A few years ago I read Paul Collier’s book The Bottom Billion, and when I saw that his follow-up was about sustainability, it went on that long, long list of things to read. A couple of weeks back I spotted The Plundered Planet on my brother’s book shelves. I borrowed it, and have now slightly spoilt it with underlinings and notes. (Sorry Paul)
Collier is an Oxford professor, a former World Bank economist and a development specialist. He has a knack for articulating a problem in a memorable way, drawing attention to the most salient points. He did that with the concept of the bottom billion, and with his explanation of poverty traps. In this book, he sums up his central message with two formulae:
nature + technology + regulation = prosperity
As far as Collier is concerned, the world’s poorest countries have “one lifeline: nature.” It is their natural resources that will lead them to prosperity, and “the failure to harness natural capital is the single most important missed opportunity in economic development”. The potential income from natural resources far outweighs any contribution from aid, and the economic boost can then be used to invest and drive development. That all depends on using resources well, and ensuring that the benefits are shared. And there’s the rub, because the second formula is this:
nature + technology – regulation = plunder
Too often, a poor country sees its natural resources extracted without any obvious benefit to the economy as a whole. The value of them goes into the pockets of the elite, or into the Swiss bank accounts of corrupt politicians. Wealth is siphoned out of the country through the black market, or through global corporations who have negotiated good deals for themselves. When that happens, those resources have been plundered. It’s an evocative and piratical word, but Collier insists that “plunder is, at its root, an economic concept – the abrogation of property rights.”
In order to avoid plunder, we need to know who has a claim on natural resources, whether that is oil or minerals, or timber or fish. The book discusses the ethics of ownership at length, arguing that a nation’s one-off resource stocks should be held as commonly owned, and their value captured for society. That means exploiting them in a way that benefits everybody, taxing them correctly, and using the proceeds well. Don’t blow the benefits of a one-off resource on day-to-day spending, he cautions. Invest it for the future.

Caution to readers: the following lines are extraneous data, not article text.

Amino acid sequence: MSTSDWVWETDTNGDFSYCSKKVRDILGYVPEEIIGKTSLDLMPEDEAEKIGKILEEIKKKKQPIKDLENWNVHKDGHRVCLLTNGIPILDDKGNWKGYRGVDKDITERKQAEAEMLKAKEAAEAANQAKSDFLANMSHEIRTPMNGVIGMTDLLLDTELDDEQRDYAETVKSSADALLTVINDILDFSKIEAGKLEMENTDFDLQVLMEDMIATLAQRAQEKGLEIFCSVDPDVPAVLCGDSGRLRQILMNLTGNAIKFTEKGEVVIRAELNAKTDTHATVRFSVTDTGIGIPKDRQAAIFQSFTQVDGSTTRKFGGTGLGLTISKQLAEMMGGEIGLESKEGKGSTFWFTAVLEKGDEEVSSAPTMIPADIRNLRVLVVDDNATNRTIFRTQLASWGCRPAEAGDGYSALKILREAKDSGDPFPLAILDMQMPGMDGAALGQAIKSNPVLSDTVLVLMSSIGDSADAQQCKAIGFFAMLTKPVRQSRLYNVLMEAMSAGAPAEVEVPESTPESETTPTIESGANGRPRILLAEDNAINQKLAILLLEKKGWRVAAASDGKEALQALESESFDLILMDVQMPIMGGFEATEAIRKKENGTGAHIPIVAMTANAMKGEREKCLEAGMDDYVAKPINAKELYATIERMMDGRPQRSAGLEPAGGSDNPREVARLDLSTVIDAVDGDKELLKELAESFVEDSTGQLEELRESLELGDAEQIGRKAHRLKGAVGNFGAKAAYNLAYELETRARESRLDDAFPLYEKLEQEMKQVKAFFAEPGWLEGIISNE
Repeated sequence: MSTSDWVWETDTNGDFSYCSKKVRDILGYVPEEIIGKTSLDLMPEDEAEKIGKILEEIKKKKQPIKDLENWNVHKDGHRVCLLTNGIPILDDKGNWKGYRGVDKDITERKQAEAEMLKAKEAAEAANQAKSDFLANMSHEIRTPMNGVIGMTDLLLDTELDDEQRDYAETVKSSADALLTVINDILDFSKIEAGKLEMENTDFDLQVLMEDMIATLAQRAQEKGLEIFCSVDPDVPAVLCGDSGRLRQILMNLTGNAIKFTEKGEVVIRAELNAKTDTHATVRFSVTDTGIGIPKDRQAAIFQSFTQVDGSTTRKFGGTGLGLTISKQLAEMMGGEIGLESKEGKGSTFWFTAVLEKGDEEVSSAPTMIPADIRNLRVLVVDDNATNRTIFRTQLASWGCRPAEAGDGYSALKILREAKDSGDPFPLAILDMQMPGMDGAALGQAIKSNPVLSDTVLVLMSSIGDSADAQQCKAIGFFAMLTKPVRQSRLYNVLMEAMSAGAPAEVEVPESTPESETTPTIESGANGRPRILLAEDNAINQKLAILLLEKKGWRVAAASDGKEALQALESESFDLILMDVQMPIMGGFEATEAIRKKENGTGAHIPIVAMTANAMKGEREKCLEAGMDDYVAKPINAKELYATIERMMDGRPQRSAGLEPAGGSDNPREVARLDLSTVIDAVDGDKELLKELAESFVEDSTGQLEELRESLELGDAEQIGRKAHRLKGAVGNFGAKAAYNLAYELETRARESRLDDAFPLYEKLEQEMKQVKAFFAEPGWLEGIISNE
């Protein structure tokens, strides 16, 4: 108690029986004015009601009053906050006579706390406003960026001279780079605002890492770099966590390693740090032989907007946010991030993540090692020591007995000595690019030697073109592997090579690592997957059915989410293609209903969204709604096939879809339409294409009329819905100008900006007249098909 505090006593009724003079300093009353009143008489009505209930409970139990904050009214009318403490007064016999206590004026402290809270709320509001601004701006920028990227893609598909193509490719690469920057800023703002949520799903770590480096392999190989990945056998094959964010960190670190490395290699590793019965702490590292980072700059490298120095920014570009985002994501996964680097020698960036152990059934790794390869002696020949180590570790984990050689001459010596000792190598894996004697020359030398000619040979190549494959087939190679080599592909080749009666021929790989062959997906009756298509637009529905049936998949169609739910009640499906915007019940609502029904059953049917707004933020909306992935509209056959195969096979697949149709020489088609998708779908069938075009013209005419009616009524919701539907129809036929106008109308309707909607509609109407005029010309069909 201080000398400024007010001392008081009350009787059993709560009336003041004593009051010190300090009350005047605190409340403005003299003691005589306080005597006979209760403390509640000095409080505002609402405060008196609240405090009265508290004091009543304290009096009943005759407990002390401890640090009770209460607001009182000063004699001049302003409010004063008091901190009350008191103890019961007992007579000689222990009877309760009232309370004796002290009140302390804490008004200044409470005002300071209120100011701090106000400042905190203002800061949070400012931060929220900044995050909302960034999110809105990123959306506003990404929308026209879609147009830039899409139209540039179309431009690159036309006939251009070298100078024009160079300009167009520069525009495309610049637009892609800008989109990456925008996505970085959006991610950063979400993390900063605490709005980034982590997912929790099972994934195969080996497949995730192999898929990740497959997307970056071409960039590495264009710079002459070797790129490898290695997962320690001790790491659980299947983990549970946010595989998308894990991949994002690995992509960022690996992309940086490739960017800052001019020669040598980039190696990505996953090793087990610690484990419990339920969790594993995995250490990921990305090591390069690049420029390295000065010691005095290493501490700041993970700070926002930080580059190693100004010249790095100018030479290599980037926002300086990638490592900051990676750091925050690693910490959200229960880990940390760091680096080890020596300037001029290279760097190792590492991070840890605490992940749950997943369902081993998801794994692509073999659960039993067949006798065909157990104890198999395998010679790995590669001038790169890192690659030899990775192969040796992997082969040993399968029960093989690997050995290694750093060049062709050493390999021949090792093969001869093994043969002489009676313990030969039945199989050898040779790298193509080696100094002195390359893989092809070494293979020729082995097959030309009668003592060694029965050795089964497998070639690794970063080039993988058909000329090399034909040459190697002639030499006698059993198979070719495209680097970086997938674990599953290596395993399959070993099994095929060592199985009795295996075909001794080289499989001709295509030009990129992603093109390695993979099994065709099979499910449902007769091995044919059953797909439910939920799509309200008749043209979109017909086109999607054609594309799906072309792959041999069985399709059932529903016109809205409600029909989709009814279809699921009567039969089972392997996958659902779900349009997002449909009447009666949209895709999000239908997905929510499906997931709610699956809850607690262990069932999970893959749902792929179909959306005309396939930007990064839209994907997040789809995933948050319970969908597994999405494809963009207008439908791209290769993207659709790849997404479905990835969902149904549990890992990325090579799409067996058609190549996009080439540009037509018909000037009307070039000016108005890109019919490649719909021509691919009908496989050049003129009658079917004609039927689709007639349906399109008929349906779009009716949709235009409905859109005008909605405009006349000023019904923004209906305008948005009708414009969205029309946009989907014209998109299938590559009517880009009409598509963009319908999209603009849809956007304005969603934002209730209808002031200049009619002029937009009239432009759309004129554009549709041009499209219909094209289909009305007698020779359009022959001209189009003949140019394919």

There’s a lot of good advice here for countries that are making resource discoveries. Policy makers in such places could learn a lot from the book, and so could ordinary citizens, keeping their governments accountable and making sure that those resources serve as a stepping stone to further development.
That’s the most useful material in the book, in my view. Beyond that, Collier doesn’t deliver on the fresh approach to sustainability that he promises. We don’t get to climate change until three quarters of the way into the book, and then it’s only concerned with one idea: a global carbon price. This is well described, but it’s not a silver bullet solution. It’s also interesting to see how far the international debate has moved since this was published in 2010. With the Paris Agreement in place, we’ve already chosen a different road. The message of ‘keep it in the ground’ is also a profound challenge to the book’s championing of natural resources as a route out of poverty.
In conclusion, The Plundered Planet is great on using natural resources well, and I’d recommend it to anyone interested in the role of natural assets and development. But it’s not the unifying theory it wants to be. On the front cover of this edition it says ‘forget everything you’ve ever been told about how to solve the world’s problems’. I expect that’s hyperbole from the publisher rather than the author, hoping to replicate the success of The Bottom Billion. Since I’ve already scribbled on the inside of my brother’s book, I am tempted to write on the outside too, and add ‘no, don’t’ underneath it.